I am currently progressing through the study of Complex Numbers! I'm finding it enjoyable but there is something I just don't understand. Take this example: Calculate $$z^4 = 1$$ Now, I'm going to describe my thought process in the solving of this problem, if I have a misconception about anything please pull me up! Since $ \mathbb{R} \subset \mathbb{C}$, the equation can be represented as $$ z^4 = 1+0i$$ expressing this as complex exponentials gives us $$ (re^{i\theta})^4 = 1e^{i0} $$ $$ r^4e^{i4\theta} = 1e^{i0}$$ $$ r^4 = 1 , 4\theta = 0 + 2\pi k$$ $$\therefore r = 1, \theta = \frac{2\pi k}{4}$$

Q1: Here is the first idea, I don't fully grasp. So, I comprehend the idea that in order for two complex numbers to be equal, their size must be equal, but I'm not sure about the second part. Is it the angle they make with the positive x-axis must be the same?

Q2: The second thing I don't quite understand is this 'k' value. I understand that it can be thought of as a parameter. But I've always understood 'k' to be the amount of revolutions around the unit circle. So, $k = 0$ would mean that we are dealing with an angle that is $<2\pi$. $ k=1$ meaning we are dealing with an angle that is $<4\pi$ and so on and so forth. But I find this idea really weird when dealing with this topic. I know that the solutions to this equation would be $1,-1,i,-i$ and obtaining these values would done so by letting $ k=0,1,2,3$. But the angle between each of these complex numbers is $\frac{\pi}{2}$ when they should be $2\pi k$ if we let $k=0,1,2,3$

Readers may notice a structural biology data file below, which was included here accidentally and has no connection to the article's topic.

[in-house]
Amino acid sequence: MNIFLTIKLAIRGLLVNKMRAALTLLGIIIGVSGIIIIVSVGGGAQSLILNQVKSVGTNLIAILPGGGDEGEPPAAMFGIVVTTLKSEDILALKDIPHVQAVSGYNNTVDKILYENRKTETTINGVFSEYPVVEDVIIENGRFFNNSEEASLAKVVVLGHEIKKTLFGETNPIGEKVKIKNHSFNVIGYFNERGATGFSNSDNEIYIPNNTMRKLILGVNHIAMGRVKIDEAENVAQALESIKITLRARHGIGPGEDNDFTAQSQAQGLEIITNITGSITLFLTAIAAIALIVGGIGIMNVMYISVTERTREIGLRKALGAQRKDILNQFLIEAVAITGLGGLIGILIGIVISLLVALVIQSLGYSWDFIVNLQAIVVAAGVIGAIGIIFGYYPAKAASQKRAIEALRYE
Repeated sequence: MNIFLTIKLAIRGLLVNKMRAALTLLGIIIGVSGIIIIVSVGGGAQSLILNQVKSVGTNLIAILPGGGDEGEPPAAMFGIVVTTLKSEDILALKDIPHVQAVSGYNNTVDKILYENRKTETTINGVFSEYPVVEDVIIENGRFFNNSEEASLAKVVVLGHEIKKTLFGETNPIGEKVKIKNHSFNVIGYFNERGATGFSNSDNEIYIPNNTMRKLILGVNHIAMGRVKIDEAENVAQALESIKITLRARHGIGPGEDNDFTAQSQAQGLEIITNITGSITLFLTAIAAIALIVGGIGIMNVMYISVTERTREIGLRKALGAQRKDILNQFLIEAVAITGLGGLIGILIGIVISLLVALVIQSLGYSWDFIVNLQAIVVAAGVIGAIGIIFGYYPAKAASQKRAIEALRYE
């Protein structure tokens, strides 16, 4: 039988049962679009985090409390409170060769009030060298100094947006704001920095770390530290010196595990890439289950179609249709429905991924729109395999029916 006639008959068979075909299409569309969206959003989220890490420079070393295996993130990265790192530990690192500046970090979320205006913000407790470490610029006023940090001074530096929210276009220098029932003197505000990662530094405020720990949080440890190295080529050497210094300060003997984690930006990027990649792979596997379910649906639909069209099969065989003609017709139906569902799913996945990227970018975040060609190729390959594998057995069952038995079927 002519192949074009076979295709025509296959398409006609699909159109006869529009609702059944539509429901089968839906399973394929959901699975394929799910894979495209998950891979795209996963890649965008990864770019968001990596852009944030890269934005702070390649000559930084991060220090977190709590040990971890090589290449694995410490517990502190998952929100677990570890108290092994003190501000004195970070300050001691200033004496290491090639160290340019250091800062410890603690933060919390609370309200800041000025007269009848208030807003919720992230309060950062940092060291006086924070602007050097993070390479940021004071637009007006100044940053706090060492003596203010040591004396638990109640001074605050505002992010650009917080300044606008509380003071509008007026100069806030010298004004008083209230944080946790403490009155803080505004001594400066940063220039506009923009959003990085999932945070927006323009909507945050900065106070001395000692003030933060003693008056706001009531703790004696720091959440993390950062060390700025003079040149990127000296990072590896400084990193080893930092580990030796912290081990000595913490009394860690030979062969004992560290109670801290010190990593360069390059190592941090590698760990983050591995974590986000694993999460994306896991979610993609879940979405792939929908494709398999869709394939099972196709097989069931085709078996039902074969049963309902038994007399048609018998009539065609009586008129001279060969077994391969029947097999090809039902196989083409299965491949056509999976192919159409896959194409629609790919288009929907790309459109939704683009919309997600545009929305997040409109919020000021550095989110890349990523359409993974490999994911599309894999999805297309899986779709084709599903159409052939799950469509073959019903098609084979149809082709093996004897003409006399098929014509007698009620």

I tried to make this as clear as possible, but I find it very hard to do so because I have to describe what I'm actually thinking in my head. So, I really hope this made sense!

  • $\begingroup$ You don't need to express z as an exponential. Note that $1 = \cos(2\pi k) + i\sin(2 \pi k) = e^{2 \pi ki}$. The answer follows. Doing the question this way might help with some of the issues. $\endgroup$ – Kaynex Jan 14 '17 at 19:14
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    $\begingroup$ The angle between the complex numbers is $2 \pi k$ ONLY BEFORE you divide by 4. $\endgroup$ – Kaynex Jan 14 '17 at 20:01
  • $\begingroup$ For your Q1, maybe you can try proving by contradiction, to get a feel of it: Let $z_1,z_2 \in \Bbb C, \lVert z_1 \rVert = \lVert z_2 \rVert, \arg z_1 \neq \arg z_2$. Suppose that $z_1 = z_2$... $\endgroup$ – f1garo Jan 14 '17 at 20:08

Probably, thinking in terms of general solutions of trigonometric equations helps.

$$ z^4 = r^4 e^{i4\theta} = r^4 (\cos 4\theta + i\sin 4\theta). $$

But $z^4 = 1 = 1 + 0i$. Now, $|z^4| = |1 + 0i| \implies r^4 = 1 \implies r = 1$. Then, we get,

$$ \cos 4\theta = 1. $$

This happens only at even multiples of $π$ ($\cos x = -1$ for odd multiples). Hence,

$$ 4\theta = 2kπ \implies \theta = \frac{kπ}{2}. $$

where $k \in \mathbb{Z}$. In general, if $z^n = 1$, then

$$ \cos n\theta = 1 \implies \theta = \frac{2kπ}{n}$$

where $k \in \mathbb{Z}$.


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